The Blade, the Ear, the full Grain

This week’s poem in the Catholic Poetry Room is by William Patterson.

Parable: The Blade, the Ear, the Full Grain
Mark 4.28

There must be at least one woman
standing on that beach at Galilee,
taken immediately out of her daily cares,
sweat drying, salty on her brow,
one man leaning against his ropes and nets
taken temporality away from his anxieties,
hearing something in the strange man’s words,
and wondering what soil they came from,
see the new green blade smashed by sandal-step,
imagining the fragile ear choked by thorns,
feeling the wind of the winnowing fan
and wondering at the grain and the chaff.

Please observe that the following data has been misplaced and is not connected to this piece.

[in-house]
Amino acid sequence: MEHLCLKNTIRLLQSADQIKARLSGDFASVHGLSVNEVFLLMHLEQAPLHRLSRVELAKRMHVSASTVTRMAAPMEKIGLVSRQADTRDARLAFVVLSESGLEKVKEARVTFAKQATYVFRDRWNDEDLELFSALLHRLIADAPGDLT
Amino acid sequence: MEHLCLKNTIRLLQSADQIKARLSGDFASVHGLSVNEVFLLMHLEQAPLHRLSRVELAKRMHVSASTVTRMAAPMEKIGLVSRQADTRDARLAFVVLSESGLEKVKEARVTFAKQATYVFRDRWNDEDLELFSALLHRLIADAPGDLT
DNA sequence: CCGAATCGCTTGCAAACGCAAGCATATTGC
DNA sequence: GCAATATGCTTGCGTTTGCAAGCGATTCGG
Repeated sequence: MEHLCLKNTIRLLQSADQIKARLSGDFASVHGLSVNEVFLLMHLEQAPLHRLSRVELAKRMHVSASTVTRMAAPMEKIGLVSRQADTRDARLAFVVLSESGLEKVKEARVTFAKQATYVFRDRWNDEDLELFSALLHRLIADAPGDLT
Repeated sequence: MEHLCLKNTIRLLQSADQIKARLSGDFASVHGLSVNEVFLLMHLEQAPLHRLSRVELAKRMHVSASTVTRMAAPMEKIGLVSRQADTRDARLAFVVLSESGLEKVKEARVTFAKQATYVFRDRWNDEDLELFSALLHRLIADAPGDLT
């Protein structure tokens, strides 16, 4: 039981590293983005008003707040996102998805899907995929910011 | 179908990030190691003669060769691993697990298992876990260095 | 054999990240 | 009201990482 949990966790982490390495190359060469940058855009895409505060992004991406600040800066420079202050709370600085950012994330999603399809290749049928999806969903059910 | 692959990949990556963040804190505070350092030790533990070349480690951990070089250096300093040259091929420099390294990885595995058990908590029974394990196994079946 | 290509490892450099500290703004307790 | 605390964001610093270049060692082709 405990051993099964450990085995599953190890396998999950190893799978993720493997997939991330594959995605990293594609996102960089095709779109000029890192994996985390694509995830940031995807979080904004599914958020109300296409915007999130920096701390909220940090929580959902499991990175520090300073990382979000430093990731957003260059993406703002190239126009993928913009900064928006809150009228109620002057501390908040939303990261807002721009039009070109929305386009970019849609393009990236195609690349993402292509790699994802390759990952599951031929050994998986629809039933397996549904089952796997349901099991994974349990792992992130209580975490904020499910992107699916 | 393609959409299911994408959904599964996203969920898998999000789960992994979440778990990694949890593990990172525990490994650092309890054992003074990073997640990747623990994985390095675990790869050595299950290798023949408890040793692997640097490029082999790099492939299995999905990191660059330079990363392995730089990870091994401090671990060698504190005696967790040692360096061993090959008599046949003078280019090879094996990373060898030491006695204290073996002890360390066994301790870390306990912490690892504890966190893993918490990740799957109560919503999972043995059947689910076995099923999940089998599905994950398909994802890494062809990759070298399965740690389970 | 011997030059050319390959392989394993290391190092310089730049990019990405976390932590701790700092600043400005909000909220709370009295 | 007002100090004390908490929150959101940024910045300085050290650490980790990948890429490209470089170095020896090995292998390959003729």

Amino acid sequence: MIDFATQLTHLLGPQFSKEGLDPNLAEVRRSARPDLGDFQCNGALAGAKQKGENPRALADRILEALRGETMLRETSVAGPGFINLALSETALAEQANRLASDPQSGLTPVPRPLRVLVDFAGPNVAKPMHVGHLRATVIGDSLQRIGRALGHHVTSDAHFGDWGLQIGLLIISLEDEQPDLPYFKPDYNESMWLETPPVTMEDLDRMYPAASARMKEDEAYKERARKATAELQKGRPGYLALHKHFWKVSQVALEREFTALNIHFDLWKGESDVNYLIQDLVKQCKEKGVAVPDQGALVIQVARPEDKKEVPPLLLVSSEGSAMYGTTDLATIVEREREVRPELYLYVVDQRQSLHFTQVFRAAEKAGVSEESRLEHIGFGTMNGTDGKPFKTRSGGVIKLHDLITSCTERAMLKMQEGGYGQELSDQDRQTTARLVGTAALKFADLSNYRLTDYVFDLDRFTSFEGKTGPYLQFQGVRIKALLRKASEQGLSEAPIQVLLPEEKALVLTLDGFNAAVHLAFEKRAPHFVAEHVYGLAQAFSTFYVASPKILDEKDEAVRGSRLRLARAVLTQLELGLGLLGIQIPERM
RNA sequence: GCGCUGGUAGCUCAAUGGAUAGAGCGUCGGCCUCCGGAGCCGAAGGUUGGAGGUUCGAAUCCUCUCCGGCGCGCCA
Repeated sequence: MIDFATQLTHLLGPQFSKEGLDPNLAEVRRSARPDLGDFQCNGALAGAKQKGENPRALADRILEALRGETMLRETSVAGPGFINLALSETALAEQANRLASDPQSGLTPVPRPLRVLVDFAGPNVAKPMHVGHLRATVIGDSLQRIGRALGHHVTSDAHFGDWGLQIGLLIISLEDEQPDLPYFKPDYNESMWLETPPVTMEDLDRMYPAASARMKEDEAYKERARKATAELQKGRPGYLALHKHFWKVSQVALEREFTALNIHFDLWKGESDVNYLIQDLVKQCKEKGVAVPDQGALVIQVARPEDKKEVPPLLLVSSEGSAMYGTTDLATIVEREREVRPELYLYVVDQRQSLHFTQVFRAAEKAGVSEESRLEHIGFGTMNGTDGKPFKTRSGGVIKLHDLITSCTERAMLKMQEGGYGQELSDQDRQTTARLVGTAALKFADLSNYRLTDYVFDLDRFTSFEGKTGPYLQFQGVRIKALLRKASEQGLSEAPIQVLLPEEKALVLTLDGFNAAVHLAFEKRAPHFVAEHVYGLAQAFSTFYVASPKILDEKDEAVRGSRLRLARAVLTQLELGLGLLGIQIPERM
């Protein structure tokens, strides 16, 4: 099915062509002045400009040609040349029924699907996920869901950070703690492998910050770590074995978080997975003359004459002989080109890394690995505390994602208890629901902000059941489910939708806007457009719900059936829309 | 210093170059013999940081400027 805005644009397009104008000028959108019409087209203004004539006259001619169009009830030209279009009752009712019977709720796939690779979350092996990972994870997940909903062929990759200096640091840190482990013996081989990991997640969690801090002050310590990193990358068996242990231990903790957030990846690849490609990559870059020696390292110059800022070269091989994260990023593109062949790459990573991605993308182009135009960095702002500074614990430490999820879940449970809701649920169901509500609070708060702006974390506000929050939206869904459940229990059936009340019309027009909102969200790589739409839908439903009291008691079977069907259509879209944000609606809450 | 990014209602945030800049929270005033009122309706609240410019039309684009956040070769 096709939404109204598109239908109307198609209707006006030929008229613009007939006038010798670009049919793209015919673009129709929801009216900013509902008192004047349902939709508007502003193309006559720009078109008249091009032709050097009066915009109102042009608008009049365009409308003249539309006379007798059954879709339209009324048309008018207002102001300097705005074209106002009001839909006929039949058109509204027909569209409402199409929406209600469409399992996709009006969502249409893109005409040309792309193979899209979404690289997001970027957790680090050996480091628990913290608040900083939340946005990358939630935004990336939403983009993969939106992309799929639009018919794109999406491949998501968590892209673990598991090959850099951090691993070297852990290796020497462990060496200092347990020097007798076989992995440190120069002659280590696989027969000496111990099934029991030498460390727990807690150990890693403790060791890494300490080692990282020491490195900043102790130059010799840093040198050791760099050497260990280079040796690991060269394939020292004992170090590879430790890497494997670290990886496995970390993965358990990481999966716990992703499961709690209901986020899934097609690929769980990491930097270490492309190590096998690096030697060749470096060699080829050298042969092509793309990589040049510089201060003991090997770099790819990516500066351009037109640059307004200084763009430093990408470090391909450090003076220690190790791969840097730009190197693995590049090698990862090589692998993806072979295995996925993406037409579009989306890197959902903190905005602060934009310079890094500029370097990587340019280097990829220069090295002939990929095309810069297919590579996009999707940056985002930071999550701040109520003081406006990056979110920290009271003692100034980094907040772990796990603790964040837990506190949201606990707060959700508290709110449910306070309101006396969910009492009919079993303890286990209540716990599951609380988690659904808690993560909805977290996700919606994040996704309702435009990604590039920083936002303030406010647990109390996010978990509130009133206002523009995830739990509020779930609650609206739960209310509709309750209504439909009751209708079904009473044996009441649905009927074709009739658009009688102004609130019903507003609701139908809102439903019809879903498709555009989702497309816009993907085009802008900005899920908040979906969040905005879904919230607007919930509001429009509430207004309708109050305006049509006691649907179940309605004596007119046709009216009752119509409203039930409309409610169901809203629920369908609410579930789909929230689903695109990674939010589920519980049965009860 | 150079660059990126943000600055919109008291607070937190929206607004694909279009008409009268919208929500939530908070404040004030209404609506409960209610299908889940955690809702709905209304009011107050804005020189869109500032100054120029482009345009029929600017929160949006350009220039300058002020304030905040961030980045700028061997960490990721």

Finally, sun in the middle distance,
eyes bleary from sweat and tears,
going back to mending his nets,
two sharpening her scythes,
not worrying over the ringing in your ears,
knowing that everything was about to change—
I don’t need to know what it all means.

William Patterson lives in Atchison, Kansas, with his wife and their four children. He and his wife are both proud public educators and graduates of Benedictine College. William has a master’s degree in Literature and Literary Theory from the University of Kansas and has taught high school literature and composition courses for over twenty years. His work has been published in Benedictine (literary magazine of the Sisters of Mount Saint Scholastica, Atchison, KS), Kansas English, Into the Teeth of the Wind, BAP Quarterly online and print publications.

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